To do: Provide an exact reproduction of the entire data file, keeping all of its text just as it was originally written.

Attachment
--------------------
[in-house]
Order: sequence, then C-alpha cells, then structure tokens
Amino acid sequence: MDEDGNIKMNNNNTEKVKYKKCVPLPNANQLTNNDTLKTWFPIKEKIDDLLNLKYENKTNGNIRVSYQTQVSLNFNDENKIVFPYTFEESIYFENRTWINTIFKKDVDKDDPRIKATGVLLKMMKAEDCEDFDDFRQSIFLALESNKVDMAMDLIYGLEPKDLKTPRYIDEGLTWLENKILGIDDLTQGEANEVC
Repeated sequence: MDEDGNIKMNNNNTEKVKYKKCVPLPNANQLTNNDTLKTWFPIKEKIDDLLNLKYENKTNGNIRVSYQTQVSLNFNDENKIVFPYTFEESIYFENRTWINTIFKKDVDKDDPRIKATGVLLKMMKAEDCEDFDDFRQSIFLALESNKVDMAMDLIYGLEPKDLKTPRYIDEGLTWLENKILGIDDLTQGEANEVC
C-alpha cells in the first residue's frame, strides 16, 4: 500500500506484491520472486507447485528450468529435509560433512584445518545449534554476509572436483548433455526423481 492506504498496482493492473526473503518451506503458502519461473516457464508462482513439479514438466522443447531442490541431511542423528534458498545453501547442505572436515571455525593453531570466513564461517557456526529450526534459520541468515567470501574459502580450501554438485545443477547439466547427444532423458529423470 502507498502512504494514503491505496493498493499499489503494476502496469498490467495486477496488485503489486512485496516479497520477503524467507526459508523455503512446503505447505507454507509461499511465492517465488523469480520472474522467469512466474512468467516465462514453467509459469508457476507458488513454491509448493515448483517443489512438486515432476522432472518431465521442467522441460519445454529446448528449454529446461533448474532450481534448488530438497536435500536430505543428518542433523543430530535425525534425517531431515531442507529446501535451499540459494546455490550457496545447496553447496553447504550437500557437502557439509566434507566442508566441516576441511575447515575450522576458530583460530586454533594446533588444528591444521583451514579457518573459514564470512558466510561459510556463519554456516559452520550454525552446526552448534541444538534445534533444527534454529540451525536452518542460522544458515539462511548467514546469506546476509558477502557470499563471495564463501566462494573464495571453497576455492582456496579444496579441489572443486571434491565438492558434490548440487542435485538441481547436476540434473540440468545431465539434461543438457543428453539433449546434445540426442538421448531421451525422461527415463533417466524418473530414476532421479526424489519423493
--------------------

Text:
[in-house]
Order: sequence, then C-alpha cells, then structure tokens
Amino acid sequence: MDEDGNIKMNNNNTEKVKYKKCVPLPNANQLTNNDTLKTWFPIKEKIDDLLNLKYENKTNGNIRVSYQTQVSLNFNDENKIVFPYTFEESIYFENRTWINTIFKKDVDKDDPRIKATGVLLKMMKAEDCEDFDDFRQSIFLALESNKVDMAMDLIYGLEPKDLKTPRYIDEGLTWLENKILGIDDLTQGEANEVC
Repeated sequence: MDEDGNIKMNNNNTEKVKYKKCVPLPNANQLTNNDTLKTWFPIKEKIDDLLNLKYENKTNGNIRVSYQTQVSLNFNDENKIVFPYTFEESIYFENRTWINTIFKKDVDKDDPRIKATGVLLKMMKAEDCEDFDDFRQSIFLALESNKVDMAMDLIYGLEPKDLKTPRYIDEGLTWLENKILGIDDLTQGEANEVC
C-alpha cells in the first residue's frame, strides 16, 4: 500500500506484491520472486507447485528450468529435509560433512584445518545449534554476509572436483548433455526423481 492506504498496482493492473526473503518451506503458502519461473516457464508462482513439479514438466522443447531442490541431511542423528534458498545453501547442505572436515571455525593453531570466513564461517557456526529450526534459520541468515567470501574459502580450501554438485545443477547439466547427444532423458529423470 502507498502512504494514503491505496493498493499499489503494476502496469498490467495486477496488485503489486512485496516479497520477503524467507526459508523455503512446503505447505507454507509461499511465492517465488523469480520472474522467469512466474512468467516465462514453467509459469508457476507458488513454491509448493515448483517443489512438486515432476522432472518431465521442467522441460519445454529446448528449454529446461533448474532450481534448488530438497536435500536430505543428518542433523543430530535425525534425517531431515531442507529446501535451499540459494546455490550457496545447496553447496553447504550437500557437502557439509566434507566442508566441516576441511575447515575450522576458530583460530586454533594446533588444528591444521583451514579457518573459514564470512558466510561459510556463519554456516559452520550454525552446526552448534541444538534445534533444527534454529540451525536452518542460522544458515539462511548467514546469506546476509558477502557470499563471495564463501566462494573464495571453497576455492582456496579444496579441489572443486571434491565438492558434490548440487542435485538441481547436476540434473540440468545431465539434461543438457543428453539433449546434445540426442538421448531421451525422461527415463533417466524418473530414476532421479526424489519423493